Four fibroblast growth receptor genes, FGFR1 to FGFR4, encode receptors for the 18 (or more) fibroblast growth factors. Any of the factors can bind to any of the receptors, although there are preferences. Structurally, the receptors consist of an extracellular region, comprising three immunoglobulinlike domains, a single hydrophobic segment that spans the membrane, and a cytoplasmic tyro-sine kinase domain. Binding of the fibroblast growth factor (FGF) ligand to the extracellular domain activates the intracellular tyrosine kinase domain and initiates a signaling pathway that is involved in cell division and differentiation. Mutations that cause hereditary diseases of the skeleton have been discovered in FGFR1, FGFR2, and FGFR3 but not so far in FGFR4. (The only currently reported variant in FGFR4, G388R, is associated with tumor progression and metastasis.) Different gain-of-function mutations in FGFR1, FGFR2, and FGFR3 lead to two major categories of disease, the craniosynostoses and the chondrodysplasias. Mutation effects are varied, including ligand-free receptor dimerization that results in constitutive receptor signaling, direct activation of the tyrosine kinase, and modulation of the receptor ligand binding affinity or specificity.1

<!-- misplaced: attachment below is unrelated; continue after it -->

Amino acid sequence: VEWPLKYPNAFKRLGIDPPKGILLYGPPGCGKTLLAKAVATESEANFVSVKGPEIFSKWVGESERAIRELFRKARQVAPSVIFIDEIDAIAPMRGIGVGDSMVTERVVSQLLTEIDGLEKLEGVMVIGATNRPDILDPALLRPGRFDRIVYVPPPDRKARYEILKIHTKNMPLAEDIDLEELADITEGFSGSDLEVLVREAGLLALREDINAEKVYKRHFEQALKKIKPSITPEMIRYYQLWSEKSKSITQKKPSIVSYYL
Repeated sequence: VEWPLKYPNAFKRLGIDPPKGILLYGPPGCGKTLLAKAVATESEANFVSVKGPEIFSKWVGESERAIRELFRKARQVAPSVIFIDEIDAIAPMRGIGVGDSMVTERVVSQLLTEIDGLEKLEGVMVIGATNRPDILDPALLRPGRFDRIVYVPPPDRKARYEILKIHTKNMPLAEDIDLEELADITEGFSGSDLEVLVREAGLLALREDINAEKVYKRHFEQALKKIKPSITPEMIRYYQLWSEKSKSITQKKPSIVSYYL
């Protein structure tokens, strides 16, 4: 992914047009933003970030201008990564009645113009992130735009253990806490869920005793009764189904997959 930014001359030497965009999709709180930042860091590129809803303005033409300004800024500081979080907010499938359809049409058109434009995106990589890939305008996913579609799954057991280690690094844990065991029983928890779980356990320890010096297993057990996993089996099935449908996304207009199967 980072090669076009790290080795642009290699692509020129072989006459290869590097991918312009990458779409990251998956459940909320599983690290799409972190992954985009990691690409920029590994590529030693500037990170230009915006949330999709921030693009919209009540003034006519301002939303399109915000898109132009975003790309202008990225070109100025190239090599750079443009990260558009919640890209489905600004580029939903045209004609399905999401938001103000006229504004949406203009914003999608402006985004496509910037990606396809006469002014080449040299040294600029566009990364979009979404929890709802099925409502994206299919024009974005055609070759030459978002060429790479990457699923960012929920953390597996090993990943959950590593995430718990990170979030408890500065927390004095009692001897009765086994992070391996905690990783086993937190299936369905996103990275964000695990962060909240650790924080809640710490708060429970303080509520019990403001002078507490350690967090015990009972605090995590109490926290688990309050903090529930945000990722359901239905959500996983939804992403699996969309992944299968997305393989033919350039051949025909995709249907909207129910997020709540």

Craniosynostosis results from the premature fusion of the cranial sutures. The shape of the skull is dependent on which sutures are affected and at what stage of development the premature fusion occurs. Most cases of simple craniosynostosis are sporadic, but up to 10% may be hereditary. Differentiation of sporadic from hereditary cran-iosynostosis is very important when assessing recurrence risk. The hereditary craniosynostoses are generally characterized by bilateral coronal craniosynostosis (with the exception of Muenke syndrome) in association with specific facial and more variable hand and foot features that delineate the different syndromes. Some types result in cloverleaf skulls due to the premature fusion of all sutures. The craniosynostoses are usually named after the individuals who described them, and all show autosomal dominant transmission with very high or complete pene-trance. Craniosynostosis may be a feature of a very large number (>150) of other genetic syndromes."Splitters" note the variations between the different named syndromes, whereas "lumpers" see them all as fibroblast growth factor receptor (FGFR)-related craniosynostoses. The molecular genetic evidence currently supports both camps: all have FGFR mutations, but both types of heterogeneity are known, sometimes with the same syndrome caused by mutations in different genes, and sometimes the same mutation is found in patients with different clinical diagnoses.
The chondrodysplasias are characterized by abnormalities in the growth of long bones, and an autosomal dominant inheritance pattern would apply if the diseases were not lethal. The nomenclature for the chondrodysplasias is descriptive of the associated pathology. A rare FGFR-related disorder, osteoglophonic dysplasia, is associated with features of both craniosynostoses and chondrodys-plasias, as well as nonossifying bone lesions that create a hollowed-out appearance of bone on x-ray.
Was this article helpful?